You’re a filmmaker invited to the Toronto International Film Festival for the first time. Elation!
Then the reality: Film execs breeze by you through hotel and cinema lobbies, greeting everyone but you, deal-making by cellphone with everyone but you, champion air-kissing all but your cheek. You need to get into their world to plug your small, independent film.
Early in August, the festival held a one-day boot camp to dole out wisdom for first-time attendees from across Canada - and some of the advice may seem counterintuitive: According to TIFF organizers, directors should never go to the press and industry screening of their own films, even though that’s probably the one event most filmmakers would want to attend. Often, this is the first time a film is shown before an actual audience, so naturally a director would want to see what his or her peers and the industry think of the work.
But distributors and agents notoriously attend these screenings with a cultivated jadedness. It’s their professional selves talking. Industry people, more often than not, are watching films from the point of view of their company’s market niche. Artistry is one thing, but the film business is another. TIFF’s suggestion? Let the producer go to the screening instead, to talk business and get a sense of interested buyers.
“You’re not wanted there, and you don’t want to be there, because a lot of people will stay 15 minutes, and they’ve seen enough of that film to know whether or not they want to see more,” said Karen Bruce, TIFF’s director of Canadian Initiatives, who organized the boot camp. “If they want to see more, they’re going to reach out for a [DVD]screener. If they don’t want to see more, they are moving on to the next one.” Directors should go to the always-more-encouraging public screenings.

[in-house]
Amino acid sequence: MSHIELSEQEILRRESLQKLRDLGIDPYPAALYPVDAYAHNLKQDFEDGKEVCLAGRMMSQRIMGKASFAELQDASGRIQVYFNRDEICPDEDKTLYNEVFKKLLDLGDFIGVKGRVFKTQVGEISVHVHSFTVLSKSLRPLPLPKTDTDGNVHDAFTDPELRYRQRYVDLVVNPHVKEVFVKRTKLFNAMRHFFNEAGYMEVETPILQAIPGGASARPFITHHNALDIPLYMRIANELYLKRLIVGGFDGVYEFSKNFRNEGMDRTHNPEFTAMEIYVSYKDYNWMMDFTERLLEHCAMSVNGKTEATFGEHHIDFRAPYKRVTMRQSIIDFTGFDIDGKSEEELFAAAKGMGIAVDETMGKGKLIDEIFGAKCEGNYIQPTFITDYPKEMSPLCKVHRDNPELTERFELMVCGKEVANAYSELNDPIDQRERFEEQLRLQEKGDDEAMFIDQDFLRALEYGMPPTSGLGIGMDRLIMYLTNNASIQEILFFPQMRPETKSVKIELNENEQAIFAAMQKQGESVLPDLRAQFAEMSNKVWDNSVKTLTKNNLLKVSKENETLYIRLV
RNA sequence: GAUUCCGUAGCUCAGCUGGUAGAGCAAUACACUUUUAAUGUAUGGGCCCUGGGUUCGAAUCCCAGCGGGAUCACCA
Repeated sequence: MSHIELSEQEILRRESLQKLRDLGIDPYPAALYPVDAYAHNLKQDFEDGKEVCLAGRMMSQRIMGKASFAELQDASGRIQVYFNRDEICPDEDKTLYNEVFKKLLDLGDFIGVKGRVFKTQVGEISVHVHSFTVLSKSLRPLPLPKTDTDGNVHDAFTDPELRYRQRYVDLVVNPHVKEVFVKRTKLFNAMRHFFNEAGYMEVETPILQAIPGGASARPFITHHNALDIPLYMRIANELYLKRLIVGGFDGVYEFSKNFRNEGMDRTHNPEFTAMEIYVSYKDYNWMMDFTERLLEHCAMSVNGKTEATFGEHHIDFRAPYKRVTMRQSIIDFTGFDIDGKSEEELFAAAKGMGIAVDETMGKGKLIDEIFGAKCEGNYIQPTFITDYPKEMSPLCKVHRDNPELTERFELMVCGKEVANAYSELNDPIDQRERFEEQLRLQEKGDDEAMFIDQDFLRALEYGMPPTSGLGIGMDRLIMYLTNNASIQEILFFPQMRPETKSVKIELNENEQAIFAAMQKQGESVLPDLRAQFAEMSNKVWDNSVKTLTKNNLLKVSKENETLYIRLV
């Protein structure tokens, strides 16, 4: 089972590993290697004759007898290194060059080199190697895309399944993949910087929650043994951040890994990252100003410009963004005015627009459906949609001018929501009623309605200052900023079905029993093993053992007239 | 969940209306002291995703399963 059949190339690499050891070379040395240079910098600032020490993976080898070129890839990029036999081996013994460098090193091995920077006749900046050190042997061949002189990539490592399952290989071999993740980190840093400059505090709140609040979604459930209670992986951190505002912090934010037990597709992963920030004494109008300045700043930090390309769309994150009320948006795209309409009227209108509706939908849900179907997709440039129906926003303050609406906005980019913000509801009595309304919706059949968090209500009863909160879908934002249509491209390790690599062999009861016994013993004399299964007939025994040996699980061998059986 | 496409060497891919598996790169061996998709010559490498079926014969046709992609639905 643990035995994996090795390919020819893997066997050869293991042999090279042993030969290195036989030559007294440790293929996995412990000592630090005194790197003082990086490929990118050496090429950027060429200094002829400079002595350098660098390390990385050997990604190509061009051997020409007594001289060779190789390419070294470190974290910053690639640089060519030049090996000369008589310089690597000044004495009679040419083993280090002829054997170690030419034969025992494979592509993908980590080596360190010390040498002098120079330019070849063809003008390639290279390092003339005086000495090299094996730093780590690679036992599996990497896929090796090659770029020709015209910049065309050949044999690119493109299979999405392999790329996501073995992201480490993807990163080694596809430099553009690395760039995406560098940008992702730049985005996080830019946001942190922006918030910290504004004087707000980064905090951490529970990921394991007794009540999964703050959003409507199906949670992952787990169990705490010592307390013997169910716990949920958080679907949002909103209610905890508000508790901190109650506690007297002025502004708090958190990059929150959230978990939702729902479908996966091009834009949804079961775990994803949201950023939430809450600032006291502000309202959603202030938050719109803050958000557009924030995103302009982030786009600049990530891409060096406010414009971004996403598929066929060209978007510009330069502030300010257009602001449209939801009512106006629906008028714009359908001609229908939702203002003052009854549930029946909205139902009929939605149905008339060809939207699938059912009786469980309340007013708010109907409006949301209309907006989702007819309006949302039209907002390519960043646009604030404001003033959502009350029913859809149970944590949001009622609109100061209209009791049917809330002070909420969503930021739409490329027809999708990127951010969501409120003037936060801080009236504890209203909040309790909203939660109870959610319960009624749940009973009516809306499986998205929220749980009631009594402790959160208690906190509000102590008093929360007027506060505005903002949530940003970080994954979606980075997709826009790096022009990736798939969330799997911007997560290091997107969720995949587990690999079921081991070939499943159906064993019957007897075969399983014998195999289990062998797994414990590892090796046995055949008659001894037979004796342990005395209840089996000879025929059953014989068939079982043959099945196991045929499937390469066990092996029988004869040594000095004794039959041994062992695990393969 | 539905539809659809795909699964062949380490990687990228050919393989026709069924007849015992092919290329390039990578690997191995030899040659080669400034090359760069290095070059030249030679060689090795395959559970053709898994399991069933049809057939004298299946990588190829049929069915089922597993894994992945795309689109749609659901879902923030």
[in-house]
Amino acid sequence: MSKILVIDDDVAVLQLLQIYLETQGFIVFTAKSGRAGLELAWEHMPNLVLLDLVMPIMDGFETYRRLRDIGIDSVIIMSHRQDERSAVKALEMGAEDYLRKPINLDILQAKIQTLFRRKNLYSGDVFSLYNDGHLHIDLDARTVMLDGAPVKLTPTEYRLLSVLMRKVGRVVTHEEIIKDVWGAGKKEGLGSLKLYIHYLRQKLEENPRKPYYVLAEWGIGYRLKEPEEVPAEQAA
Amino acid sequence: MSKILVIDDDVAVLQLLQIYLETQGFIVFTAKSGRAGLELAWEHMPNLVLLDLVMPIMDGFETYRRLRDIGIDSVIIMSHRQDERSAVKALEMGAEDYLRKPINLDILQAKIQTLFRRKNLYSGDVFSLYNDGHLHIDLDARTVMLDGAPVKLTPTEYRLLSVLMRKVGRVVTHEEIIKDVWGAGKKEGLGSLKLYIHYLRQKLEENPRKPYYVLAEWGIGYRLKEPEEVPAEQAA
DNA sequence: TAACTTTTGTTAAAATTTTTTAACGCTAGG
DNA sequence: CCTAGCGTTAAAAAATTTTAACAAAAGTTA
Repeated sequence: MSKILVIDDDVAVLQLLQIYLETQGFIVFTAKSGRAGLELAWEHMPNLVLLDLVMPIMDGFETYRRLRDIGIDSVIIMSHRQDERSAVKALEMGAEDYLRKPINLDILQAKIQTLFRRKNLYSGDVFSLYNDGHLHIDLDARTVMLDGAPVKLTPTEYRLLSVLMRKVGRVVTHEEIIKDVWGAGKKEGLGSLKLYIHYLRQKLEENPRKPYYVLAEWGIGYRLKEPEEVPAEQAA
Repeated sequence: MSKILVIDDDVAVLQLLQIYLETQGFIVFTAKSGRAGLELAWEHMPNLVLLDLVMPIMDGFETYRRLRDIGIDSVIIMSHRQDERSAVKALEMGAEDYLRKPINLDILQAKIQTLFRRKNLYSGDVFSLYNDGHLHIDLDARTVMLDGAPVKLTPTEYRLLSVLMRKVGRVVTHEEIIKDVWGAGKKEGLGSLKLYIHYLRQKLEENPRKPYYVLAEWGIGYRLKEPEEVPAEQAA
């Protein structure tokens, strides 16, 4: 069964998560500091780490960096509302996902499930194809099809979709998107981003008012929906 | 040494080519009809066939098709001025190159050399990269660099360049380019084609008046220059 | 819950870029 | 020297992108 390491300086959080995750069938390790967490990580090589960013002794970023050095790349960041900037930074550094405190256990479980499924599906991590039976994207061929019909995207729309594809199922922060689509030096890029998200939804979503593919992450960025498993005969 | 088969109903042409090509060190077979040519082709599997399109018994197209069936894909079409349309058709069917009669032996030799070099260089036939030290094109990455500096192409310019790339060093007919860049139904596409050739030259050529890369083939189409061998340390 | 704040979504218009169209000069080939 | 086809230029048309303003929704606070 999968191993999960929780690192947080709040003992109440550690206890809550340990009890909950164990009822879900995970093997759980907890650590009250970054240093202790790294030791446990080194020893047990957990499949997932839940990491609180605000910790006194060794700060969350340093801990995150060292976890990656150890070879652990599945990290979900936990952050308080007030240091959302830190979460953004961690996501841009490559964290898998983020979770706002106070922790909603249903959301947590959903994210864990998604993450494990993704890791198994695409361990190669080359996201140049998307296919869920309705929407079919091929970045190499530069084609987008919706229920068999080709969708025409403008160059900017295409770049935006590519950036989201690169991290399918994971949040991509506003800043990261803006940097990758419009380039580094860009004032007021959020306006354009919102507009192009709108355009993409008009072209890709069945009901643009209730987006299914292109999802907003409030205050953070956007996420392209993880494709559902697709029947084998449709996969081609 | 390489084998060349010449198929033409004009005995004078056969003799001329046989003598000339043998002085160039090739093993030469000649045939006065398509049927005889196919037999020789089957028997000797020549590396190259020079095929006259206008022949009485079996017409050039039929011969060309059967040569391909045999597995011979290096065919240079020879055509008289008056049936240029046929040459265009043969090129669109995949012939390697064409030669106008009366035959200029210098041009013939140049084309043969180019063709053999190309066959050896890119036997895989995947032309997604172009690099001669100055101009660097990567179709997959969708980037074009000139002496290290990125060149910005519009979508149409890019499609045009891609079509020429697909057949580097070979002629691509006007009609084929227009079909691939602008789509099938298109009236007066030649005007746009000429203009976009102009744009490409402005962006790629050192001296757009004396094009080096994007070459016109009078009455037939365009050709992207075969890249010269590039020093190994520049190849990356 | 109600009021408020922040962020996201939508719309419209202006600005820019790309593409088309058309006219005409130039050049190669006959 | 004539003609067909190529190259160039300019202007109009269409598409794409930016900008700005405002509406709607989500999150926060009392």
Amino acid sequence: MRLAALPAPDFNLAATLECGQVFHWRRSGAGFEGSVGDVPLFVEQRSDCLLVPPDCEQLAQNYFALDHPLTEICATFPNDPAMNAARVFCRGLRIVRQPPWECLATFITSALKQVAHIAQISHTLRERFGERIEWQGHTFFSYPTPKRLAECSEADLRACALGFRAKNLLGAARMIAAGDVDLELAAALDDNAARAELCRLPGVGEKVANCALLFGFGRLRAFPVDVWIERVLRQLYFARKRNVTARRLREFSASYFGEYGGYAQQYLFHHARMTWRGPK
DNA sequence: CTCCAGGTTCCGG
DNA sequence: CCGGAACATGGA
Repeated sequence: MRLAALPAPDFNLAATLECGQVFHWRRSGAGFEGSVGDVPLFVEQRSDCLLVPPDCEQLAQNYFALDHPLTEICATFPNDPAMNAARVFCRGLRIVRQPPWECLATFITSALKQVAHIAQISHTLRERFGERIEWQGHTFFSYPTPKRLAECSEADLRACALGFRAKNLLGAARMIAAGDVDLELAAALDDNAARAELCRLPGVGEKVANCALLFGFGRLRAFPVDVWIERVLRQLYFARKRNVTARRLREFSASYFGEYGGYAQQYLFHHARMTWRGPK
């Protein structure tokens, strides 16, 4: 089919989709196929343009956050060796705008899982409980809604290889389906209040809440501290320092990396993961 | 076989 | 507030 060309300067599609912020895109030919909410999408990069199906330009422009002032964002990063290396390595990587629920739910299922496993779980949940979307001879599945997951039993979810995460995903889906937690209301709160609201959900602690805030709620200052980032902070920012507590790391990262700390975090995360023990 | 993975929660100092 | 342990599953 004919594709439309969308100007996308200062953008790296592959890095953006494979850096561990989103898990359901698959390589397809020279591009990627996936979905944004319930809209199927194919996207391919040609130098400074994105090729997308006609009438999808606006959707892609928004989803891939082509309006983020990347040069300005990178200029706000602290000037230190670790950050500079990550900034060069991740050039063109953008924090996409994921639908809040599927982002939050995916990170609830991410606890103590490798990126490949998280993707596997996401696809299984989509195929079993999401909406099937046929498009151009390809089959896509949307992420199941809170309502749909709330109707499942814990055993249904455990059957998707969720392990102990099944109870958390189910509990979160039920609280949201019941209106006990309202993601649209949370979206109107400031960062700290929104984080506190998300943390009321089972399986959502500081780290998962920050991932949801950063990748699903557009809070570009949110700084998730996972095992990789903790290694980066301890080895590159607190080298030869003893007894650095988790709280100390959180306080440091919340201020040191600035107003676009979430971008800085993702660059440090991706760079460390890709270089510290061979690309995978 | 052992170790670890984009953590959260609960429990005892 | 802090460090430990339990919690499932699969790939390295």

Another counterintuitive bit of advice: Don’t use every opportunity to sell your film. Filmmakers need to attend cocktail receptions, trade business cards, anything to get an “in.” But do it with a bit of knowing panache.
“Sometimes networking is really just networking. You really don’t want to be that person that everyone avoids at the party, because the only thing you talk about is the film you have there. Sometimes you really just need to be able to meet people and gather business cards,” Bruce said.
In short, filmmakers need to go into the festival with a plan about whom to meet, but not to scare everyone away. Bruce recommends, however, writing on the cards where and how you met those people for future reference.
The boot camp, sponsored by Telefilm Canada, was held on Aug. 10 at TIFF’s Bell Lightbox headquarters, the day after the festival held its press conference announcing the lineup of Canadian films. This was the second year TIFF has held the boot camp, but the first in which it brought a number of Canadian filmmakers in from outside Toronto.
The boot camp “came out of speaking to a lot of filmmakers who attend the festival for the first time and who really aren’t prepared to sell their films, don’t know how to meet the right people or how to network, and don’t really know what they should be doing while they are here,” Bruce said.
TIFF is like a vast toolbox for filmmakers providing, for instance, mailboxes for all industry people attending, thereby making them all easy to find. Although every filmmaker is likely hoping to have their film sold for lucrative sums, often a far more realistic goal for first-timers is simply to secure a sales agent or a publicist.
“Don’t come in and have the goal that you need to meet David Cronenberg and you need to get a U.S. distribution deal by the end of the festival, because those are really high goals to have for anybody,” Bruce said.
Perhaps the luckiest thing for the filmmakers at the boot camp is that they have already made connections with each other before TIFF. “So when they arrive at the festival, they feel they have friends,” Bruce said. “And now these people have a bit of a network.”